8.5 Value-Level Remedies

8.5 Value-Level Remedies

The column property analysis process discovers a variety of facts about the data. Some of it is identifying specific, inaccurate values. In addition, you end up with a rigorous rule set for defining what is stored in each column. You also identify bad data design, bad data entry processes, and data representation inconsistencies.

It is important to collect all of the facts before you fabricate remedies. The totality of issues should be used to determine what to do with all of the facts. The facts support decisions. Some of the remedies that can be supported at this level of data profiling are examined in the sections that follow.

Intended Use Decisions

If the data is being profiled as part of a project, a judgment can now be made as to whether the data contains the information needed for intended uses and has the quality to support the requirements of the intended uses. This is not the final decision point but is an important one.

It is far better to scrap a project at this point than to spend millions of dollars developing a new system that cannot succeed because the data cannot support it. If the data is inconsistent with the intended use, sometimes the target system can be modified to work with the data available. Most packaged applications have a number of customization options that can be examined to determine if they can be used to conform more to the source systems.

Improving Source Systems

Whether data profiling the data for stand-alone assessment or for use on a new project, the requirement to upgrade source systems can be examined at this point in regard to issues involving individual values. The data might suggest improvements to source data structure design, source data capture procedures and programs, or application program changes. Even when the purpose of data profiling is to match data to target systems, an important side effect can be the discovery of enough issues to warrant a secondary project to upgrade the source systems. This may not be just to help the new system but to add value for the source system applications.

Standardizing Data Representation Across Systems

Data profiling often reveals wide differences in data encoding across systems. This is an excellent time to review the various practices being used and to define standard methods of representing data. This can then be set as the standard and used for future application development, making changes to existing source systems, or building transformations to have the data land in target systems in the standard form.

Building Data Checkers

Data profiling discovers, develops, and executes a lot of rules for the purpose of digging out inaccurate data values. These rules can be used to build data checkers that can be installed in operational systems to catch bad values at the source. Checkers can be built into data entry screens, into transaction applications, or into DBMS functions, or they can be used to check databases through batch processing on a periodic basis.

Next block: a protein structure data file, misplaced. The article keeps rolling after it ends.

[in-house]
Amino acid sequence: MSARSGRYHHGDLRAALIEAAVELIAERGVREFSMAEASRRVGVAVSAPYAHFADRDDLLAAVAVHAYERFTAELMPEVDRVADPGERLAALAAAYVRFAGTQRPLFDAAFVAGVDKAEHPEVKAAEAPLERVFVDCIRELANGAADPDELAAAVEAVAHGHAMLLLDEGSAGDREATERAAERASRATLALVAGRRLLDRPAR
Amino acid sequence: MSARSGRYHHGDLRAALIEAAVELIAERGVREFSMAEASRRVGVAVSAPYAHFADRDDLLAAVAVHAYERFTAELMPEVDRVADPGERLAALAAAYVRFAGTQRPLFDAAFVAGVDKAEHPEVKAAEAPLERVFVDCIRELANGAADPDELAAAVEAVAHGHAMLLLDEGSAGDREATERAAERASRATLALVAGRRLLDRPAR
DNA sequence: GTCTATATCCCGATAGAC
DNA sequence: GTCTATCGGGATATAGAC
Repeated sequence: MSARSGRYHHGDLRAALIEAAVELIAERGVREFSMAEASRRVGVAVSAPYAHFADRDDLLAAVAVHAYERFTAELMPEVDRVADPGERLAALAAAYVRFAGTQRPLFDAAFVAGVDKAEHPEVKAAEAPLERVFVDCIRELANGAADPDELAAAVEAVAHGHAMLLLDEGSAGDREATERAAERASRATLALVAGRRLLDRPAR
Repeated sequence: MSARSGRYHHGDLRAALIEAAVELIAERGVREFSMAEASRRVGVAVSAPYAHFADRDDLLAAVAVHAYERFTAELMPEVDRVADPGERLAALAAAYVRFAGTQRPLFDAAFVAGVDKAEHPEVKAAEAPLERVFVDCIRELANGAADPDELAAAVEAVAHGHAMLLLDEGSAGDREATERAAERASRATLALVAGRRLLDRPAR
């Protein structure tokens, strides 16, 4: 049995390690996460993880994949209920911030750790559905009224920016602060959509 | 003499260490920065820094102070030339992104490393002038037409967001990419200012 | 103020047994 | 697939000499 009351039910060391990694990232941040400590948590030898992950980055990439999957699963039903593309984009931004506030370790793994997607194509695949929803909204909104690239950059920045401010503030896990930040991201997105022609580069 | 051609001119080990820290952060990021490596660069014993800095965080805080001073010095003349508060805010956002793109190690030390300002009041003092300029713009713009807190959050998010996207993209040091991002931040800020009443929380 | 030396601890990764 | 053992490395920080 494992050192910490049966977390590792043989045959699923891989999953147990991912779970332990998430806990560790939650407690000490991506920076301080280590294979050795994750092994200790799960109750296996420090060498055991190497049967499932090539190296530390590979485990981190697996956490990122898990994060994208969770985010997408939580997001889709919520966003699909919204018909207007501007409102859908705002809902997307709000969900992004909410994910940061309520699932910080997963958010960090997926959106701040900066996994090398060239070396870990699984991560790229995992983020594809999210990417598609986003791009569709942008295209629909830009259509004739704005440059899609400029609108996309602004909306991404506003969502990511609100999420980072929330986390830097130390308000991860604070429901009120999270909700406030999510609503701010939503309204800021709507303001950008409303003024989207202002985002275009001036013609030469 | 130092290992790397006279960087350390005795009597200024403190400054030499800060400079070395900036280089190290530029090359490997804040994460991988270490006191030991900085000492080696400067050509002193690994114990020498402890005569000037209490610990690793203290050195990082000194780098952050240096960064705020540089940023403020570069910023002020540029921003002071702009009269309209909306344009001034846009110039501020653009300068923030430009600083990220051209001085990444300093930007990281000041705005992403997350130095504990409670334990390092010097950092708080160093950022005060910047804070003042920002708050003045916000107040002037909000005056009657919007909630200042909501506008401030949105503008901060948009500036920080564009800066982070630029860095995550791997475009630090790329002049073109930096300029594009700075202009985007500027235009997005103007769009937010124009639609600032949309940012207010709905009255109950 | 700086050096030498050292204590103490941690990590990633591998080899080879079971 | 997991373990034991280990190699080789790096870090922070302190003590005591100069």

You never want to put all rules into the checkers. They would run forever and hopelessly clog up the operational systems. However, selective use of rules can improve overall accuracy considerably.

Checkers can include more than just rules. They can include synonym lists of frequently found wrong values and the correct values to change them to. This is particularly valuable in resolving misspelled words and inconsistent representation problems. The wrong values discovered in data profiling can be turned into synonym lists to be used to clean data.

Checkers are particularly good for qualifying data coming into the corporation in the form of data feeds. It not only catches errors but provides the basis for negotiating improvements from the provider of the data.

Building Transformations for Moving Data

One of the most important outputs of profiling values is input to building data transformation routines for use in moving data. This applies to mapping valid values to corresponding valid values in the other system and to cleansing wrong values by substituting correct values.

It is very common for transformation routines not to include logic for handling the NULL condition. This is a source of many problems in trying to get data moved and aggregated. Data profiling should have identified all of the relevant information needed for proper handling and transformation of NULL values.

Cleansing Data Before Performing More Data Profiling

It is often valuable to clean up some of the data problems before moving to later steps of data profiling. This is because data inaccuracies and inconsistencies can distort the discovery processes of later steps. This is a choice the analyst must make carefully, because decisions made in later steps will be made on the transformed data, not on the original source data.

It is not recommended that you clean up data for later data profiling by eliminating rows with values that are inaccurate or by converting inaccurate values to NULL. This can distort follow-on steps in ways that are not helpful. Cleanup should be restricted to standardizing data representation, standardizing NULL condition representation, and changing misspelled words.

Meetings with management may also be indicated at this point in order to discuss data suitability for future use and to discuss general problems with data quality. This would normally be done after all data profiling is complete. However, the quality of the data may be so poor that aborting the data profiling process may make sense at this point. Poor-quality data will very likely frustrate attempts to perform subsequent data profiling steps.